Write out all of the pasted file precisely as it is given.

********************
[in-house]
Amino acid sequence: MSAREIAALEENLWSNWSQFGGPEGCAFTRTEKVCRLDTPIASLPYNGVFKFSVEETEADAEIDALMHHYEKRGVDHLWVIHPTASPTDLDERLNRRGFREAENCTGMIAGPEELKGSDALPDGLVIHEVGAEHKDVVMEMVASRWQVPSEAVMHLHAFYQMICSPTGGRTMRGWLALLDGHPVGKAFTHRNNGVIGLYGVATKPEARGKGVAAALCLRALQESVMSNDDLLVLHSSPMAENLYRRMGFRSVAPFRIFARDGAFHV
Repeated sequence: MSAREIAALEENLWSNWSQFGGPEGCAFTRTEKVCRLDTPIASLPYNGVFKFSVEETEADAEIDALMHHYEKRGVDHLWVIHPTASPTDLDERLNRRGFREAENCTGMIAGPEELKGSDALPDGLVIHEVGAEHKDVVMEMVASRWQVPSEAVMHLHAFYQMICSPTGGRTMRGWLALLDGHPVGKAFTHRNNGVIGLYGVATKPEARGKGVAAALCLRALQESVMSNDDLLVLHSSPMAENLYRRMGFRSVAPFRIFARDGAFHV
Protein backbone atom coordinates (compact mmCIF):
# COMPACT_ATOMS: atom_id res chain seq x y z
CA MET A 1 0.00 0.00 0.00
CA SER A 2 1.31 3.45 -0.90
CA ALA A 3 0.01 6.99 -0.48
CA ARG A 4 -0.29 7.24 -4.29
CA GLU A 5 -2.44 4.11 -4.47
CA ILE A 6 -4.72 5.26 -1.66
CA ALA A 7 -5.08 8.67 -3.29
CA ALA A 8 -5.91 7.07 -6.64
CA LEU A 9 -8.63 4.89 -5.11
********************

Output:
[in-house]
Amino acid sequence: MSAREIAALEENLWSNWSQFGGPEGCAFTRTEKVCRLDTPIASLPYNGVFKFSVEETEADAEIDALMHHYEKRGVDHLWVIHPTASPTDLDERLNRRGFREAENCTGMIAGPEELKGSDALPDGLVIHEVGAEHKDVVMEMVASRWQVPSEAVMHLHAFYQMICSPTGGRTMRGWLALLDGHPVGKAFTHRNNGVIGLYGVATKPEARGKGVAAALCLRALQESVMSNDDLLVLHSSPMAENLYRRMGFRSVAPFRIFARDGAFHV
Repeated sequence: MSAREIAALEENLWSNWSQFGGPEGCAFTRTEKVCRLDTPIASLPYNGVFKFSVEETEADAEIDALMHHYEKRGVDHLWVIHPTASPTDLDERLNRRGFREAENCTGMIAGPEELKGSDALPDGLVIHEVGAEHKDVVMEMVASRWQVPSEAVMHLHAFYQMICSPTGGRTMRGWLALLDGHPVGKAFTHRNNGVIGLYGVATKPEARGKGVAAALCLRALQESVMSNDDLLVLHSSPMAENLYRRMGFRSVAPFRIFARDGAFHV
Protein backbone atom coordinates (compact mmCIF):
# COMPACT_ATOMS: atom_id res chain seq x y z
CA MET A 1 0.00 0.00 0.00
CA SER A 2 1.31 3.45 -0.90
CA ALA A 3 0.01 6.99 -0.48
CA ARG A 4 -0.29 7.24 -4.29
CA GLU A 5 -2.44 4.11 -4.47
CA ILE A 6 -4.72 5.26 -1.66
CA ALA A 7 -5.08 8.67 -3.29
CA ALA A 8 -5.91 7.07 -6.64
CA LEU A 9 -8.63 4.89 -5.11